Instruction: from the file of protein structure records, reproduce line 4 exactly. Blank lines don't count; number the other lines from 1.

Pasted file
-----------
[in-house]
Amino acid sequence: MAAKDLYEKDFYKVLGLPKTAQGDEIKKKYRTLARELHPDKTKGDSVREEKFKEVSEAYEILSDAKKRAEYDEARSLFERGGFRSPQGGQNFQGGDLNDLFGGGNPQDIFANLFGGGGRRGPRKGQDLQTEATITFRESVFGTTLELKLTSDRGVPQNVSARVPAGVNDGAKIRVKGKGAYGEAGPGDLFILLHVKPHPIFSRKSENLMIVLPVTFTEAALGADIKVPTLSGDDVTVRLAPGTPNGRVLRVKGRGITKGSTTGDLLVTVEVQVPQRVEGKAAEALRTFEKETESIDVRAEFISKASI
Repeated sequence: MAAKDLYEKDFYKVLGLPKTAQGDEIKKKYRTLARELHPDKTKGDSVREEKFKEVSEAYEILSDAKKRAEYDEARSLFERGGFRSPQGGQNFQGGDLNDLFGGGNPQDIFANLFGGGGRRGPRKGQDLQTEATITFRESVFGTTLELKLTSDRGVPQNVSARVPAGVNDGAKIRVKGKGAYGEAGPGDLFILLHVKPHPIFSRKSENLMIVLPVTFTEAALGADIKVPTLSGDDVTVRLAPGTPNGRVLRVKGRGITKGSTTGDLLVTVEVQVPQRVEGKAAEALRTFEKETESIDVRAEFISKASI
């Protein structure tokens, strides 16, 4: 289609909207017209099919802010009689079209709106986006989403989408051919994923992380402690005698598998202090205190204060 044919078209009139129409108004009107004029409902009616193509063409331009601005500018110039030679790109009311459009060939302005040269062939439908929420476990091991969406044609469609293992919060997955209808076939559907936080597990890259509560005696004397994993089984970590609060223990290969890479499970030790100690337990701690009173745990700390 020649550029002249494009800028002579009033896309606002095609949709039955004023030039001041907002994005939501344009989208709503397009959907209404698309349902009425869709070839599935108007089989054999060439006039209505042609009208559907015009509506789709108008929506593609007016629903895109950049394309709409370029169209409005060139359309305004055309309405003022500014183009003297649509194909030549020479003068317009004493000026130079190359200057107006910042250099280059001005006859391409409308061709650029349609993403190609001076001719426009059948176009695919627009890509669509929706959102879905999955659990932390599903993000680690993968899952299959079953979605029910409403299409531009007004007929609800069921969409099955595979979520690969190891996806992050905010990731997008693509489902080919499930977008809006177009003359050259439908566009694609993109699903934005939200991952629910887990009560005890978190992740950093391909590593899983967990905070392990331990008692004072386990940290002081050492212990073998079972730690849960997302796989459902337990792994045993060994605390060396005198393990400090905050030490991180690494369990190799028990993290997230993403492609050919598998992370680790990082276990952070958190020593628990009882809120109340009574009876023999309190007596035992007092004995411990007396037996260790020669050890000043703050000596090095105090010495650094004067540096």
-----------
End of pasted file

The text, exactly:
């Protein structure tokens, strides 16, 4: 289609909207017209099919802010009689079209709106986006989403989408051919994923992380402690005698598998202090205190204060 044919078209009139129409108004009107004029409902009616193509063409331009601005500018110039030679790109009311459009060939302005040269062939439908929420476990091991969406044609469609293992919060997955209808076939559907936080597990890259509560005696004397994993089984970590609060223990290969890479499970030790100690337990701690009173745990700390 020649550029002249494009800028002579009033896309606002095609949709039955004023030039001041907002994005939501344009989208709503397009959907209404698309349902009425869709070839599935108007089989054999060439006039209505042609009208559907015009509506789709108008929506593609007016629903895109950049394309709409370029169209409005060139359309305004055309309405003022500014183009003297649509194909030549020479003068317009004493000026130079190359200057107006910042250099280059001005006859391409409308061709650029349609993403190609001076001719426009059948176009695919627009890509669509929706959102879905999955659990932390599903993000680690993968899952299959079953979605029910409403299409531009007004007929609800069921969409099955595979979520690969190891996806992050905010990731997008693509489902080919499930977008809006177009003359050259439908566009694609993109699903934005939200991952629910887990009560005890978190992740950093391909590593899983967990905070392990331990008692004072386990940290002081050492212990073998079972730690849960997302796989459902337990792994045993060994605390060396005198393990400090905050030490991180690494369990190799028990993290997230993403492609050919598998992370680790990082276990952070958190020593628990009882809120109340009574009876023999309190007596035992007092004995411990007396037996260790020669050890000043703050000596090095105090010495650094004067540096």